The College Puzzle Blog
Prior PostingsAbout
Dr. Michael W. Kirst

Michael W. Kirst is Professor Emeritus of Education and Business Administration at Stanford University since 1969.
Dr. Kirst received his Ph.D. in political economy and government from Harvard. Before joining the Stanford University faculty, Dr. Kirst held several positions with the federal government, including Staff Director of the U.S. Senate Subcommittee on Manpower, Employment and Poverty. He was a former president of the California State Board of Education. His book From High School to College with Andrea Venezia was published by Jossey Bass in 2004.

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My blog discusses the important and complex subjects of college completion, college success, student risk factors (for failing), college readiness, and academic preparation. I will explore the pieces of the college puzzle that heavily influence, if not determine, college success rates.

Spellings Loses on Push To Enhance College Quality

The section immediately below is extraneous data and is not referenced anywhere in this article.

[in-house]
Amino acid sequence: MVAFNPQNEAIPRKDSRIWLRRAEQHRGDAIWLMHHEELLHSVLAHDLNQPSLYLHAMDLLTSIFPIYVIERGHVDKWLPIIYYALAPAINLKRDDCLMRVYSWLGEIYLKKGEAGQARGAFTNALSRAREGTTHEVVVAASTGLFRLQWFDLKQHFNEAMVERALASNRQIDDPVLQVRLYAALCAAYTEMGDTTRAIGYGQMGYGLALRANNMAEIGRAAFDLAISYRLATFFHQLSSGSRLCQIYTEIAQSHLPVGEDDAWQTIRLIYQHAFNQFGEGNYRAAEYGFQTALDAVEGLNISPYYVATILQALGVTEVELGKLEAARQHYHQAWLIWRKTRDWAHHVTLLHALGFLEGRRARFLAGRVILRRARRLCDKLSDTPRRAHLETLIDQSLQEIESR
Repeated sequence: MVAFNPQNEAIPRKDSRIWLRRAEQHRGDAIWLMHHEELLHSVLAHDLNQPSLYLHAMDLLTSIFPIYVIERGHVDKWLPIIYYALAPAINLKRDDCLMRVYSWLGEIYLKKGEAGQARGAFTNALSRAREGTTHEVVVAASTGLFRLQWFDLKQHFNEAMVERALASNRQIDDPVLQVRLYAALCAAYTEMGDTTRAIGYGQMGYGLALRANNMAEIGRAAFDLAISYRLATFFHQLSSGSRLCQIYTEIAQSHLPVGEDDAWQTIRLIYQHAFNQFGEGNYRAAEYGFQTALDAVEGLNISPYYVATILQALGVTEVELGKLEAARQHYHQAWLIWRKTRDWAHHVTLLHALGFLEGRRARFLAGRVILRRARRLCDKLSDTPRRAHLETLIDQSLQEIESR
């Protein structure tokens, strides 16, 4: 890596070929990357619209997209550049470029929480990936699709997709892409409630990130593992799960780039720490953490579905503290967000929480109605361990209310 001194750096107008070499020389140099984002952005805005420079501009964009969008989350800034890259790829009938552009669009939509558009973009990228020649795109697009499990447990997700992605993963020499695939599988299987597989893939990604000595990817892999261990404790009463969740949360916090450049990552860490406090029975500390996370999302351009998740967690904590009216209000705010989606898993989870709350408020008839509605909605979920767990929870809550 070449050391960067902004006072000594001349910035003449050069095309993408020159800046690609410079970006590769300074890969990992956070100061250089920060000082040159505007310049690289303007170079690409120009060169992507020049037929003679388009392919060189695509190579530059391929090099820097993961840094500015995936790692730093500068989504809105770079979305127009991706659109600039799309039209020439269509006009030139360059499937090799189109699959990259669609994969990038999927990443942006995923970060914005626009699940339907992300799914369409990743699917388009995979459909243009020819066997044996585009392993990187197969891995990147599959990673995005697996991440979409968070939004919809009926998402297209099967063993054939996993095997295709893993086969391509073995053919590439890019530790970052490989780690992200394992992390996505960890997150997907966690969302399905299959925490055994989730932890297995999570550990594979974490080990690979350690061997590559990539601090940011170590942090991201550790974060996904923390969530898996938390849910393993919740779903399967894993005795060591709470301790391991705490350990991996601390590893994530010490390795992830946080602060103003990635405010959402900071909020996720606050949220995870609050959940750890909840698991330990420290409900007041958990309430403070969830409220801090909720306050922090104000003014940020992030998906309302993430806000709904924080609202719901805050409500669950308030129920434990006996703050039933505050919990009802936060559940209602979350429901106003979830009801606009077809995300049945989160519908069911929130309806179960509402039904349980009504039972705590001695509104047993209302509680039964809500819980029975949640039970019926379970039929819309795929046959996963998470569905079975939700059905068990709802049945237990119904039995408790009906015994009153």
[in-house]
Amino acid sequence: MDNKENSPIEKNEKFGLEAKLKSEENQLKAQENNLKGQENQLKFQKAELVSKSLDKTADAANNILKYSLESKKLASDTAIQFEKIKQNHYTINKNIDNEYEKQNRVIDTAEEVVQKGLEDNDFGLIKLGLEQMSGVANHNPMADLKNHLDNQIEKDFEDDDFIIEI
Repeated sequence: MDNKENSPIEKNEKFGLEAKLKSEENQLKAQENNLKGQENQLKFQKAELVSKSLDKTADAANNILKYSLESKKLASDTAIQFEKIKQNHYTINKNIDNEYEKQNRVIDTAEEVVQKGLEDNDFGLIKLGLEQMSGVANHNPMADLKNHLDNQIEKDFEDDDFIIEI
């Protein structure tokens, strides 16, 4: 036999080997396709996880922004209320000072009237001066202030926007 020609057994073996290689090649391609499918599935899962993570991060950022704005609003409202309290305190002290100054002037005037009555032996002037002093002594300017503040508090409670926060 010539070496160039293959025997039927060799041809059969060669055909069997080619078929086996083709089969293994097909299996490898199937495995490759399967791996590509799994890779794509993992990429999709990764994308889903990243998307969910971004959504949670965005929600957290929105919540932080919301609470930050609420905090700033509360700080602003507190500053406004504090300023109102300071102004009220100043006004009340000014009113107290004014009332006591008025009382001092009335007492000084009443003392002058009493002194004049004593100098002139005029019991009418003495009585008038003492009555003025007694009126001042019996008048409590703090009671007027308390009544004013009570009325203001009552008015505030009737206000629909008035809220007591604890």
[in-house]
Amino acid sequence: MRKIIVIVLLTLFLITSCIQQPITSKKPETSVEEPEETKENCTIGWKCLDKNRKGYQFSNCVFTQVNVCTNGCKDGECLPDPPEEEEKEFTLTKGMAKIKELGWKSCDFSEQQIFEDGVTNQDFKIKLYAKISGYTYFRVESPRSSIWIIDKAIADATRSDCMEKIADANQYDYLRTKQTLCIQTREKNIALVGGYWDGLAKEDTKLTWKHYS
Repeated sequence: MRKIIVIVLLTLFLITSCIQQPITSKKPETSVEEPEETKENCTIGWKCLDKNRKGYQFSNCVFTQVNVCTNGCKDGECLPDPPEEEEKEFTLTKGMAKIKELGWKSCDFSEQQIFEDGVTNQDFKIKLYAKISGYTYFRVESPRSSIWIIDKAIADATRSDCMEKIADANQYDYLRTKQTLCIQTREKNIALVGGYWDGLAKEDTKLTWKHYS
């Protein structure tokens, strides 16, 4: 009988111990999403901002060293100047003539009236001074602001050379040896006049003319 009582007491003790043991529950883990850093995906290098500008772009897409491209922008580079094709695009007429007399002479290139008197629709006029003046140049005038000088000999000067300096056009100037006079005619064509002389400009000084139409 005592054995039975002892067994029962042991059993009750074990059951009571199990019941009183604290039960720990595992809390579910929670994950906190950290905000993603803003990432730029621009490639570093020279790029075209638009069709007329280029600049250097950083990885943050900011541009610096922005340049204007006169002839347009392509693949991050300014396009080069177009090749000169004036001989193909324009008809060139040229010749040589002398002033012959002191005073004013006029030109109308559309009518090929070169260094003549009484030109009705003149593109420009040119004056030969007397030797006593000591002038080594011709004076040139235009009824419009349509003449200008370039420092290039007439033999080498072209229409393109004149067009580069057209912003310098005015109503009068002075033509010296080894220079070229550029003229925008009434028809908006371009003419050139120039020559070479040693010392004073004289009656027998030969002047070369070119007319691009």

Secretary of Education Margaret Spellings tried to use the federal process of college accreditation to receive federal financial aid as a lever to focus accreditation on student outcomes such as college completion. Unfortunatley, she lost when Republicans abandoned her, and neither of the higher education reauthorization bills takes a more aggresive stance on accreditation. Colleges need incentives to increase student persistence and completion. Now many can just churn students and keep afloat financially.
Spellings tried to beef up accreditation through the federal regulatory process and bypass Congress. She stressed that no standardized tests would be used , but many legislators may not have believed her. There are some voluntary moves by some colleges to focus accreditation more on student outcomes, but little is likely to change. Only 24 % of community college students in Ca. complete any certificate or degree/transfer program after six years, and numerous four year colleges graduate less than half their students after 10 years.

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